Background: Interleukin (IL)-18 is a proinflammatory cytokine that has been implicated in several diseases, including atherosclerosis, and increased circulating IL-18 concentrations increase risk of future coronary heart disease (CHD). We evaluated the effect of common variation within the IL18 gene on concentrations of circulating IL-18.
Methods: We measured IL-18, by ELISA, in the population-based study group [Carotid Ultrasound Disease Assessment Study (CUDAS)] and a predominantly male cohort with premature cardiovascular disease [Carotid Ultrasound in Patients with Ischaemic Heart Disease (CUPID)]. Using a tagging single-nucleotide polymorphism (SNP) approach that captured >90% of genetic variation, we identified 4 common (>10%) haplotypes.
Results: A common SNP was associated with differences in IL-18 concentrations; in CUDAS individuals carrying 2 copies of the rare allele, concentrations were 13% higher than in those with no copies (P = 0.002). Haplotypes were also associated with significant differences in IL-18 concentrations in CUDAS and CUPID. Haplotype GTATA (frequency 23%) was associated with significantly lower IL-18 than others. In CUDAS, those carrying 2 copies had IL-18 concentrations 15% lower than those carrying no copies (P = 0.002); in CUPID, the difference was 22% (P = 0.004). These associations remained significant after adjustment for age, sex, hypertension, HDL cholesterol, waist-to-hip ratio, and alcohol consumption. Despite being associated with differences in IL-18 concentrations, the haplotypes did not occur at different frequencies in those with or without carotid atherosclerotic plaques.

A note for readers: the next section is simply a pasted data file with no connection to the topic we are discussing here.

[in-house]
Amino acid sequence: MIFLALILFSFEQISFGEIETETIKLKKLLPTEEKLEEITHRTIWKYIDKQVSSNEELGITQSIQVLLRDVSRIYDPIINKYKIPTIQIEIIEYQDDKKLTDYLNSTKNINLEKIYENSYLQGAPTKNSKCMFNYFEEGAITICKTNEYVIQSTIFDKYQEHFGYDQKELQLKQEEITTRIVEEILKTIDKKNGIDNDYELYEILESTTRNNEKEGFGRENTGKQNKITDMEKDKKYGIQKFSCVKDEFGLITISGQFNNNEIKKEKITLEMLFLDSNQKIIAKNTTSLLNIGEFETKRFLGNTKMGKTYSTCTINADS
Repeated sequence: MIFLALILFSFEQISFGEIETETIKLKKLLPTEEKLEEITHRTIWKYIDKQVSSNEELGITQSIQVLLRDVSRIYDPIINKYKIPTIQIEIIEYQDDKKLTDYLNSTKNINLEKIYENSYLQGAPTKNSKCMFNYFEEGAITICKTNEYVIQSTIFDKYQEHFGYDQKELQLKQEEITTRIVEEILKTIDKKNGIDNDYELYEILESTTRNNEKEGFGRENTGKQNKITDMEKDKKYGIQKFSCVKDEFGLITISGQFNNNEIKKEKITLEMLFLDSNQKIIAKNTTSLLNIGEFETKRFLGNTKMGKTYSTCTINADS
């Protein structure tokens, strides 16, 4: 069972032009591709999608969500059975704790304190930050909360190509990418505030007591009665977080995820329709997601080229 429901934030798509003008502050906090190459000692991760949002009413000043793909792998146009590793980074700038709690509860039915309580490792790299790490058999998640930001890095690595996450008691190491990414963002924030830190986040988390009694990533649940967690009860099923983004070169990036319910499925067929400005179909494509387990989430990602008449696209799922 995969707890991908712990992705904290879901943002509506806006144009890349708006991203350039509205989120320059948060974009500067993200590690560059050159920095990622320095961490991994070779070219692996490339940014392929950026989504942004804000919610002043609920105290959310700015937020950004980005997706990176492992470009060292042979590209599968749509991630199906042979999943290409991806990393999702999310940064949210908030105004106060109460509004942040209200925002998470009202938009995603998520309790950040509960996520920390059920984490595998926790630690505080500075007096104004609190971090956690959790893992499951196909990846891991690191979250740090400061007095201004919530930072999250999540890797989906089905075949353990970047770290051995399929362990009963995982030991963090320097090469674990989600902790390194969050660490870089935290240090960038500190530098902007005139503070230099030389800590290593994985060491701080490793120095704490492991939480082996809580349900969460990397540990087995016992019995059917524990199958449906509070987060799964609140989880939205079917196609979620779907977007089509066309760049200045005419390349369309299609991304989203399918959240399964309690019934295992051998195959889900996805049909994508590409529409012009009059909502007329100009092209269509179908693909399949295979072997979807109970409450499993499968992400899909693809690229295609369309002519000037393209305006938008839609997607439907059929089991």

Conclusions: Variation within IL18 affects IL-18 concentrations in healthy and diseased individuals and thus may influence the pathophysiology of plaques at all stages of CHD progression.
Interleukin (IL)1 -18, a pleiotropic cytokine involved in both the innate and the adaptive immune response, is widely expressed in monocytes/macrophages, adipocytes, keratinocytes, Kupffer cells, and osteoblasts(1). Originally identified as an interferon-γ–inducing factor(2), it stimulates interferon-γ production in T lymphocytes and natural killer cells, both of which are key components of atherosclerotic plaque progression and stability(3). Indeed, increased IL-18 expression is seen in atherosclerotic plaques and is associated with plaque instability(4). The use of animal models has further demonstrated the influence of IL-18 and the benefit of its inhibition [through IL-18 binding protein (IL-18BP), its intrinsic inhibitor] on plaque progression and composition(5)(6)(7)(8).